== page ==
Student Features

Geosynchronous Satellites
Satellite in Orbit
Satellite in Orbit.

From Earth, a satellite in geosynchronous orbit appears to "hover" over one spot on the Equator. This helps the receiving dish on the ground. It can get information from the satellite by pointing at just one point in the sky. It doesn't have to move, or "track," the satellite across the sky.

The satellite isn't motionless, though. It's in a very high orbit and circles the Earth once a day. This orbit makes the satellite travel at the same rate as the Earth's spin.

There are many satellites currently in geosynchronous orbits. The weather satellite pictures (GIF, 60k) we see on the news come from these satellites. They constantly send pictures and information to receiving dishes on Earth. The GOES weather satellites are an example of this type of satellite. (Visit the GOES Weather Imagery Site). Most cable TV channel signals are also sent around the world with these types of satellites.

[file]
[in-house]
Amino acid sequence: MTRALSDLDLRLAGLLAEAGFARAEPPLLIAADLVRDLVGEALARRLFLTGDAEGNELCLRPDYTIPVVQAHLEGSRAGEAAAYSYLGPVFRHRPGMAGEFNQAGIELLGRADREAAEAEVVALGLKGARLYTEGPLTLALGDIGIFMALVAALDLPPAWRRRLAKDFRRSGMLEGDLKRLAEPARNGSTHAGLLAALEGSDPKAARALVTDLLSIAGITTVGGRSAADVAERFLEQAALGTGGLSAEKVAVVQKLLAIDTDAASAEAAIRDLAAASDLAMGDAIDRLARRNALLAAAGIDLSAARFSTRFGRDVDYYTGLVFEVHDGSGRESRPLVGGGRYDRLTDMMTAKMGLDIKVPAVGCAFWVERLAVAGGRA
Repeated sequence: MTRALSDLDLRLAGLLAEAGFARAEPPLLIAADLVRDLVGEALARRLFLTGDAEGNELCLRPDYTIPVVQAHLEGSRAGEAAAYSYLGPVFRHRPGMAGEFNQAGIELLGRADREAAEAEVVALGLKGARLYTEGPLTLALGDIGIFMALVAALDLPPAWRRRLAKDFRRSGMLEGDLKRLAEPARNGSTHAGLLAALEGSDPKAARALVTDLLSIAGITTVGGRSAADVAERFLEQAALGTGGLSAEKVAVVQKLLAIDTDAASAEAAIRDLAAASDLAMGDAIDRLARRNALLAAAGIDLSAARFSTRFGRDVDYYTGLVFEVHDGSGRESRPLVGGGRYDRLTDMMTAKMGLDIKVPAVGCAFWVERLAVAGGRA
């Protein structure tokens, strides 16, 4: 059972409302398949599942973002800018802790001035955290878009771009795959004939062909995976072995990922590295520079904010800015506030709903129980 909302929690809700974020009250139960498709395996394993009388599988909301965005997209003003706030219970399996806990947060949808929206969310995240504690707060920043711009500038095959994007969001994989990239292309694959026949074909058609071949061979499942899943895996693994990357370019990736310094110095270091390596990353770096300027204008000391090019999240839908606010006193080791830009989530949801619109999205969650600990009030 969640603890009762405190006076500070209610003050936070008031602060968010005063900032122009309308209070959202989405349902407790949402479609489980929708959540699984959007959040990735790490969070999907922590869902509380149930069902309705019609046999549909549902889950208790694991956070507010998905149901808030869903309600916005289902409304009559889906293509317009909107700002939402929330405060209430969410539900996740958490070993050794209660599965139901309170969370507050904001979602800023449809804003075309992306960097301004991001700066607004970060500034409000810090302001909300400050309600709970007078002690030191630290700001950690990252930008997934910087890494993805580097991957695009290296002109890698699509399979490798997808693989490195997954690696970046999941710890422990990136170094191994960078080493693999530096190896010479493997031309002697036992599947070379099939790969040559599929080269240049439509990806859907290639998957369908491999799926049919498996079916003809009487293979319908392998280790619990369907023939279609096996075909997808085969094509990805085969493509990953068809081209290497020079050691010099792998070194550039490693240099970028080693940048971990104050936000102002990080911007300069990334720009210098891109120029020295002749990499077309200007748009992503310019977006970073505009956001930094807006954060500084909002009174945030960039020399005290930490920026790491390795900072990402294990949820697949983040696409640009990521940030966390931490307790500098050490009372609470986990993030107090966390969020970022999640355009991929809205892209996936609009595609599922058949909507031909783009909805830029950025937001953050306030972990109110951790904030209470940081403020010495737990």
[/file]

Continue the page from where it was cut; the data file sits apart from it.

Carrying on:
NASA also uses geosynchronous satellites to send communications and data back and forth between spacecraft, such as the Space Shuttle and the Hubble Space Telescope, and control centers on Earth.